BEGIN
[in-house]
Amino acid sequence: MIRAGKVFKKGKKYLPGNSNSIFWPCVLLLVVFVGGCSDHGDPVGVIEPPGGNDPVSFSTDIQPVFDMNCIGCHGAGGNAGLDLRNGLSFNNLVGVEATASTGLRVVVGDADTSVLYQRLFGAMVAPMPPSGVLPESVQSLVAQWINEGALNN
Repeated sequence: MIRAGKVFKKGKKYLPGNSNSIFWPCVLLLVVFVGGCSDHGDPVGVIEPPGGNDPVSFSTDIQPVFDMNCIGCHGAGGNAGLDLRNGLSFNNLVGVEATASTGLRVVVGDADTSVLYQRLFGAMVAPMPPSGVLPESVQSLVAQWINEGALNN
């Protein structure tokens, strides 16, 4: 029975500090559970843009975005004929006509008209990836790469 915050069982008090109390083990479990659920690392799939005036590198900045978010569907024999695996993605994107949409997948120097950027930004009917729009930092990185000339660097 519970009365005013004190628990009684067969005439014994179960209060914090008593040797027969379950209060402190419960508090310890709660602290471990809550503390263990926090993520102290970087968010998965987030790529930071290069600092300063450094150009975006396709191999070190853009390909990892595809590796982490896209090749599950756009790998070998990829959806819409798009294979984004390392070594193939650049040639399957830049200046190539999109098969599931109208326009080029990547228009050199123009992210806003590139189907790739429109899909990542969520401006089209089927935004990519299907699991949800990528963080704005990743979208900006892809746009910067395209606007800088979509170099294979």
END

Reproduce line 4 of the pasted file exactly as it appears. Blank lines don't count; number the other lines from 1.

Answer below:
């Protein structure tokens, strides 16, 4: 029975500090559970843009975005004929006509008209990836790469 915050069982008090109390083990479990659920690392799939005036590198900045978010569907024999695996993605994107949409997948120097950027930004009917729009930092990185000339660097 519970009365005013004190628990009684067969005439014994179960209060914090008593040797027969379950209060402190419960508090310890709660602290471990809550503390263990926090993520102290970087968010998965987030790529930071290069600092300063450094150009975006396709191999070190853009390909990892595809590796982490896209090749599950756009790998070998990829959806819409798009294979984004390392070594193939650049040639399957830049200046190539999109098969599931109208326009080029990547228009050199123009992210806003590139189907790739429109899909990542969520401006089209089927935004990519299907699991949800990528963080704005990743979208900006892809746009910067395209606007800088979509170099294979």